newsfill it up staunton environmentally friendly store expands to charlottesville

Fill it up: Staunton environmentally-friendly store expands to Charlottesville

By Rebecca J. Barnabi
For Augusta Free Press

RefillRenew’s Charlottesville location.

CHARLOTTESVILLE — RefillRenew offers environmentally-friendly products to customers to fill up in empty plastic containers.

And it’s moving up in the Valley.

Well, over is more like it, to a second location in Charlottesville.

“It’s not me, and it’s not the business I created,” said Mandy Drumheller, owner of RefillRenew in Staunton. “The community was ready for it.”

The Staunton store opened two years ago on Lewis Street, and news of the store that refills recycled plastic containers with all-natural products, such as dishwashing detergent, clothes washing detergent, shampoo and hand soap, quickly spread through the community.

“We keep growing in popularity,” Drumheller said.

Growth naturally lead Drumheller to consider a second store in Charlottesville.

“We have a lot of loyal customers who come over from Charlottesville,” she said.

Drumheller said that advertisements on National Public Radio also helped get the word out to Charlottesville residents who were looking for a more environmentally-friendly way of life.

“We’re really excited about where we are,” Drumheller said of McIntire Plaza, where the second store location for RefillRenew will open in late August in Charlottesville.

According to Drumheller, the store will be in good company in the plaza: Circa is a store that sells used furniture, Rethreads is a consignment clothing store, and High Tor Gear Exchange sells upcycled sports equipment.

RefillRenew of Charlottesville will be off Route 250 behind C’ville Coffee.

“We’re going to have to adopt this way of life if we’re going to survive as a species,” Drumheller said of recycling and reusing.

The Staunton RefillRenew opened as a response to Staunton, Augusta County and Waynesboro no longer accepting plastics for recycling.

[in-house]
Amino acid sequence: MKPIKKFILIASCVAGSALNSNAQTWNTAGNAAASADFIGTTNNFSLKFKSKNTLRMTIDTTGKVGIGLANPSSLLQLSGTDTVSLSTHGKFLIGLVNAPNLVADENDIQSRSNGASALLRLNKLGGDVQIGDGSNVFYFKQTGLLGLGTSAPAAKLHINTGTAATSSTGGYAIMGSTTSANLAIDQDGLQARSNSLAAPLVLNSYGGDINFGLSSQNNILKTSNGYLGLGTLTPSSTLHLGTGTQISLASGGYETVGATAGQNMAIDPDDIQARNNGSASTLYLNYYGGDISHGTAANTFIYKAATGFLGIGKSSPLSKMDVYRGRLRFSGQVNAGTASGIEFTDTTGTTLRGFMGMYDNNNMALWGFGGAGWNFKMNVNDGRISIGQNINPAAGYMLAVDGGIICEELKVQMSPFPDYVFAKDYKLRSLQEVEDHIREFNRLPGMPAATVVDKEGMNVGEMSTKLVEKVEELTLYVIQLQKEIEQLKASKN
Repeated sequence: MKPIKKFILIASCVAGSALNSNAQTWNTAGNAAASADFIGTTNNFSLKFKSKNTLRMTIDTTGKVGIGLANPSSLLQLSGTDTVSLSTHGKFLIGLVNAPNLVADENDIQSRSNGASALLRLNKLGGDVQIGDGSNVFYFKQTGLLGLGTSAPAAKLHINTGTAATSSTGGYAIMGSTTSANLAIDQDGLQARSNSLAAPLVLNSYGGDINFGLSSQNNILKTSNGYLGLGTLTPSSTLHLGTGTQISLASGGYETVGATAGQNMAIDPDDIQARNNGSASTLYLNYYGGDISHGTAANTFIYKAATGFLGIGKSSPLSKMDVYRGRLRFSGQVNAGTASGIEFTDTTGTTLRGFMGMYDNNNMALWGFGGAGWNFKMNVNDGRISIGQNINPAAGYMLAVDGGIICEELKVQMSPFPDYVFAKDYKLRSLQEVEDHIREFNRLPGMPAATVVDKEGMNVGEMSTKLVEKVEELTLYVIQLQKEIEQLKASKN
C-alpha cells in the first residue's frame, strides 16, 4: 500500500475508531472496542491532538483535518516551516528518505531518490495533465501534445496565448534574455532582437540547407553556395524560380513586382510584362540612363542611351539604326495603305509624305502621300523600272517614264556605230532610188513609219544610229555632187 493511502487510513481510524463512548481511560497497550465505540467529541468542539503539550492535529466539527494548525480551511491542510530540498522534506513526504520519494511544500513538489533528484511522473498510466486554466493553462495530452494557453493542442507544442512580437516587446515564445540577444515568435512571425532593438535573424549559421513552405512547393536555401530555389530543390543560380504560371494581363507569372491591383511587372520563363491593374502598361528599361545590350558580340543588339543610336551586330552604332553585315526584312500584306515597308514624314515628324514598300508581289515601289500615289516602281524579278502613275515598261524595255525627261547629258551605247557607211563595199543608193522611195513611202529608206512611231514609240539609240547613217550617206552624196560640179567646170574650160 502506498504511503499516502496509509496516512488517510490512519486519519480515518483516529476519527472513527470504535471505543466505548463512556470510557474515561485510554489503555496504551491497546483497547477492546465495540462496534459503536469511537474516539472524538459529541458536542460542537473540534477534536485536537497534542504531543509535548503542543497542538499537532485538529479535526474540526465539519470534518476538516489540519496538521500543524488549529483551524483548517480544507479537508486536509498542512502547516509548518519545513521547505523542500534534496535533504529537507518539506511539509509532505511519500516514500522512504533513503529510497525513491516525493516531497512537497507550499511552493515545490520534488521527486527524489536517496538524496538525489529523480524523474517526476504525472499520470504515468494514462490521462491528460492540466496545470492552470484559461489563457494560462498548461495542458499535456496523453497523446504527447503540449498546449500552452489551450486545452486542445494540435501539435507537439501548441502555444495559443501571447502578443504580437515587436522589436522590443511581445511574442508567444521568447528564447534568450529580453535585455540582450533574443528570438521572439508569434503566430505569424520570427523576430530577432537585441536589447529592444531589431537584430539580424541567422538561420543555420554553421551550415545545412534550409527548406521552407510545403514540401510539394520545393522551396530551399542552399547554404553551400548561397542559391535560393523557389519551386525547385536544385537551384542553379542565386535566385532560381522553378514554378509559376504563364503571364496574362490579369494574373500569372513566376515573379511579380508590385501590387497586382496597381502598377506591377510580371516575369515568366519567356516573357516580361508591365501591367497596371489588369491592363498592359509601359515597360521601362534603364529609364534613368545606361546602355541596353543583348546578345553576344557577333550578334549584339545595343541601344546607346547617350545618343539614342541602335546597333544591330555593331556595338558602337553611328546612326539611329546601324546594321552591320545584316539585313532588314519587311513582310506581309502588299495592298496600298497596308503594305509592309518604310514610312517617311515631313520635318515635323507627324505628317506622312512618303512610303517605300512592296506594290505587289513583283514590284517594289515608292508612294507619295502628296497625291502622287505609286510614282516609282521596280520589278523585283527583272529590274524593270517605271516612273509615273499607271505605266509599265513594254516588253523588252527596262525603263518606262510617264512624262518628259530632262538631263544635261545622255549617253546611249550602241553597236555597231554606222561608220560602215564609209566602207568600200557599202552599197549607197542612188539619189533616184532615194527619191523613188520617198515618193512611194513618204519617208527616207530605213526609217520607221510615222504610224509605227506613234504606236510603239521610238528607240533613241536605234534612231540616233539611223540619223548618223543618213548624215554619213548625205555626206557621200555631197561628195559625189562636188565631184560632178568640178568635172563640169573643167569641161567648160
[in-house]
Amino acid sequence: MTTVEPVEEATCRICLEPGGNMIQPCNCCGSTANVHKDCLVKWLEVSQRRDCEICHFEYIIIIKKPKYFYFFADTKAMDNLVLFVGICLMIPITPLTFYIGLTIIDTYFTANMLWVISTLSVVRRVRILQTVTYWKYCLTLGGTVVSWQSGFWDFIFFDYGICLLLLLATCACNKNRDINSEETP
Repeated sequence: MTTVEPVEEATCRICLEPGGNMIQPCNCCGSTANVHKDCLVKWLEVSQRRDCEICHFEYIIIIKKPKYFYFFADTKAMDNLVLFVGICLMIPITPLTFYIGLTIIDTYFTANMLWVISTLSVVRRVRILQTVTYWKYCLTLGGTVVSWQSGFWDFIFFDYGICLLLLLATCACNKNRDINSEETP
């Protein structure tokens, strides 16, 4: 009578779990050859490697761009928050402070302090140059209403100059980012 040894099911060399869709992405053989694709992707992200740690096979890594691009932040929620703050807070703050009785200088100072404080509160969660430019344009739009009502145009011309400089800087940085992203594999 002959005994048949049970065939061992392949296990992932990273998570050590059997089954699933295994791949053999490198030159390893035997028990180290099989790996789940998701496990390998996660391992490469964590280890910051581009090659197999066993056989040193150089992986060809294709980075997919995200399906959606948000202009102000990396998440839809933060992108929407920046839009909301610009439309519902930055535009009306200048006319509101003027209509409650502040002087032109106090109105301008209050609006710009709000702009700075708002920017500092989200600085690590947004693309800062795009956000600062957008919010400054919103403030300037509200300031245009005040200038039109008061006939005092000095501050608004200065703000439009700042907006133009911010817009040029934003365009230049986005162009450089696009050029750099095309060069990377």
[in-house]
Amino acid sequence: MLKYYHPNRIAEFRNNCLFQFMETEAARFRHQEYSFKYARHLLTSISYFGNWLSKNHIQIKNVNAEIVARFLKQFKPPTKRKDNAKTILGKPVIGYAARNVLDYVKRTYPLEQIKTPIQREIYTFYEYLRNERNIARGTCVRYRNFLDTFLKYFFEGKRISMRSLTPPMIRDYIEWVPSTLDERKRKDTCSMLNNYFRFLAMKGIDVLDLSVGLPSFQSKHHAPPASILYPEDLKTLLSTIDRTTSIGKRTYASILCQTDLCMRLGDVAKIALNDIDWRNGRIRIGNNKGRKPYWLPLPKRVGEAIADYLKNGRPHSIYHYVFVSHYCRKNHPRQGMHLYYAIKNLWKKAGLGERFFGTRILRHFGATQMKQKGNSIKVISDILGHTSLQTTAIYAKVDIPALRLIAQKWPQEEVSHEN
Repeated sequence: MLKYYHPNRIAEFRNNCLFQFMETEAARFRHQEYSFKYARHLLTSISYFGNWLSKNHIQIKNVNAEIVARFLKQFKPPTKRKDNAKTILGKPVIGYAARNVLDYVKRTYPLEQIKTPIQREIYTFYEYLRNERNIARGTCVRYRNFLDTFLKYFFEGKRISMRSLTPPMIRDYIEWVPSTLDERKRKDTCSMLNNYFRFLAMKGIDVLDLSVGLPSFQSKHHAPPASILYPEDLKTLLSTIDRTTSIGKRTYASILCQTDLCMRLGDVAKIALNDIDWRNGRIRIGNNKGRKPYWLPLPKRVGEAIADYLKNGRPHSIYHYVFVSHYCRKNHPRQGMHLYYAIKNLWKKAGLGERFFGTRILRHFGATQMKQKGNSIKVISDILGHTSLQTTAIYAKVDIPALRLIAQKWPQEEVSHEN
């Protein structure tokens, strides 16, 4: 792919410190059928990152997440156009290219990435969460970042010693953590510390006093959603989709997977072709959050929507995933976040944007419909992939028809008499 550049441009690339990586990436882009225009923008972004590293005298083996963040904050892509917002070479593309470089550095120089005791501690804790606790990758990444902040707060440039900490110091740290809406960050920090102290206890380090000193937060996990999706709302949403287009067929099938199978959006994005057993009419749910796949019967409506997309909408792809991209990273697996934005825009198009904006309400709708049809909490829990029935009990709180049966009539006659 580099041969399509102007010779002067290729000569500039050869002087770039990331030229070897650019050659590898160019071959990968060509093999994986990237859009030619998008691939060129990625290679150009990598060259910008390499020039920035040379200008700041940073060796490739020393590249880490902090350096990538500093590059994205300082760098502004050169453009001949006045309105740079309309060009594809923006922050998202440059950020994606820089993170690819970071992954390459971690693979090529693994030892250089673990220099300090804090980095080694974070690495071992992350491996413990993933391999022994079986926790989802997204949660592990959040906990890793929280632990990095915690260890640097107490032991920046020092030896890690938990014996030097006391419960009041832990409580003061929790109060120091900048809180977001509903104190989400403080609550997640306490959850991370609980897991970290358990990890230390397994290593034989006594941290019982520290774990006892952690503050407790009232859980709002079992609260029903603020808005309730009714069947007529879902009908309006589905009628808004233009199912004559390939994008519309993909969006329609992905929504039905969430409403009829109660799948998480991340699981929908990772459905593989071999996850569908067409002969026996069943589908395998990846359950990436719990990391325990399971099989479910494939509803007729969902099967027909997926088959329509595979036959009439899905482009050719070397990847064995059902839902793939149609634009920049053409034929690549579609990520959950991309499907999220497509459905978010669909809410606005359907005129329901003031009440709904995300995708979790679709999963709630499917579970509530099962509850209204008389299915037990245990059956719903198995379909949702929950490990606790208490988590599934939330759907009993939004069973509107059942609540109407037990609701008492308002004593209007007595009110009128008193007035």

“[The Charlottesville store will] be just like the Staunton store, but almost three times larger with a larger selection [of products],” Drumheller said.

The Charlottesville store will be able to offer makeup, higher-end razors, more options for cleaning products, more bamboo and silicone utensils, and new laundry detergent and hand soap scent options.

“So we now have room to explore some new products,” Drumheller said, including new prints of paper towels and napkins offered at the Staunton store.

Drumheller and her husband, Dan, live in Augusta County near Barren Ridge with their daughters, ages 6 and 9.

“Dan has been amazing with helping me with Refill,” Drumheller said.

The challenge Drumheller faces as a small business owner, she said, is figuring out a balance between her store and her family life. But she does her best to do that by spending Sundays and Mondays with her family. And the other days of the week, she is with her children from 6 to 10 a.m., when she is just their mother 100 percent of that time.

The rest of the day she is 100 percent at work and focused on the Staunton store and now its growth to Charlottesville.

She also said her business could not be successful without a group of trustworthy employees.

“I like being a small business owner because you interact so closely with the community. And we have an incredible community [in Staunton],” Drumheller said.

She believes this not just because of the support of the community for the products offered at her store, but the immediate response after the flooding in downtown Staunton on Aug. 8, 2020, which flooded the Staunton RefillRenew.

The community joined together to help clean up stores and restaurants downtown, including RefillRenew.

As a small business owner, Drumheller said “the harder you work, the more it pays off.”

“You put so much of your personality into it, and so much of your blood, sweat and tears. It’s like adding someone to your family,” she said.

While you do not love your small business more than your children, Drumheller said “you still love it.”

After Charlottesville, Drumheller has plans to continue to open more RefillRenew stores.

“The Valley for sure,” she said.

Franchise opportunities for RefillRenew might even be a possibility in the future for like-minded small business owners.

“I think we’re doing it in Staunton,” Drumheller said of her ultimate goal for RefillRenew.

The Staunton store has “base products that we need for every person,” customers understand the system of bringing washed plastic items to refill with the purchase of new environmentally-friendly products.

She hopes “that we get to that smooth sailing system with all of our employees and customers,” and “that you get all of your needs met” at both stores.

“The community support [in Staunton] is outstanding. I just can’t get over how much people appreciate what you’re doing,” Drumheller said.

Rebecca Barnabi

Rebecca Barnabi

Rebecca J. Barnabi is the national editor of Augusta Free Press. A graduate of the University of Mary Washington, she began her journalism career at The Fredericksburg Free-Lance Star. In 2013, she was awarded first place for feature writing in the Maryland, Delaware, District of Columbia Awards Program, and was honored by the Virginia School Boards Association’s 2019 Media Honor Roll Program for her coverage of Waynesboro Schools. Her background in newspapers includes writing about features, local government, education and the arts.